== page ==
Women's Work : The Carrying Stones Project

The Carrying Stones Project is an ongoing series of sculpture, data visualization, and social practice works that explores the inequities surrounding women’s paid and unpaid labor.

Cooking, cleaning, childcare and eldercare responsibilities often still default to women, keeping them from advancing at work and in society. Even community volunteerism—care-taking of the larger community—falls disproportionately on women. This project documents the physical, emotional, and practical effects of these imbalanced burdens.

The inequalities that working women face are both systemic and pervasive, and those biases affect individual women differently. As such, the concepts for the Carrying Stones works are distilled from the personal narratives of women of diverse ages, ethnicities, working roles, and socio-economic statuses.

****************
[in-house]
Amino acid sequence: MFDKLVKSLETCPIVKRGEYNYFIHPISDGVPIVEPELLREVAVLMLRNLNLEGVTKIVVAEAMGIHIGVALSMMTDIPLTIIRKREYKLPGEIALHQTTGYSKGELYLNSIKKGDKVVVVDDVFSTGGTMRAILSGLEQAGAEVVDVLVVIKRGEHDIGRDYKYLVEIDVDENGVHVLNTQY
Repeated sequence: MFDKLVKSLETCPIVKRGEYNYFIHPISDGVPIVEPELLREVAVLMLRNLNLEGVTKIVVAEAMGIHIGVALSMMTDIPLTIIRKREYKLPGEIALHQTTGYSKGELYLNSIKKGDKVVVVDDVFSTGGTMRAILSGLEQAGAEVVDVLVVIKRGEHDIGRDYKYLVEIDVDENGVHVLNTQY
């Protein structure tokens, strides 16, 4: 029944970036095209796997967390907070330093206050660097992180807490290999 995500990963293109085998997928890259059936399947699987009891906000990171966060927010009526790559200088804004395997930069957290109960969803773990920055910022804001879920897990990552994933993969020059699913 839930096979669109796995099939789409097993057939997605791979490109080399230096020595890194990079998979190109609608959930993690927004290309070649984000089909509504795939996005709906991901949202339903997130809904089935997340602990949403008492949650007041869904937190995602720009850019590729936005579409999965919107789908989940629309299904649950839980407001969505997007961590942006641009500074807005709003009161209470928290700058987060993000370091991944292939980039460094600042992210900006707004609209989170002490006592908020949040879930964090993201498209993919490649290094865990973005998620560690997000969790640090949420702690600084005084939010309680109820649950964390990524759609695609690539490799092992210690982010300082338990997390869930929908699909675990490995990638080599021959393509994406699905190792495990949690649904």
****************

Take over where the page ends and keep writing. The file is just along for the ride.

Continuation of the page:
Environmental : Seeds of the Monoliths

Both sculptural and painterly, the botanical forms in my work are clad in layers of silver solder and copper, as if their delicate bodies are growing the armor they need to flourish in our ever more hostile environment. Using the texture of the metal as my primary mark-making medium, the liquefied silver morphs into bark, or feathers, or scales. There is eloquence and beauty in the act of self-protection.

The surfaces of my soldered metal pieces draw inspiration from unexpectedly diverse sources—typically a mash-up of California native flora and Medieval weaponry—though I’ve also tapped into the organic patterns of coral, fungus, and lava flows for fresh ideas.

When building these works, I begin by covering the areas I want to solder with thick copper foil. Next, I lay down the first layer of texture in silver solder—like painting with molten metal. I add dimension to the work by placing beads of solder to create depth and contrast. The pieces are covered with a rich black patina, and burnished with steel wool to bring out shining highlights on the raised peaks, while leaving dark in the valleys.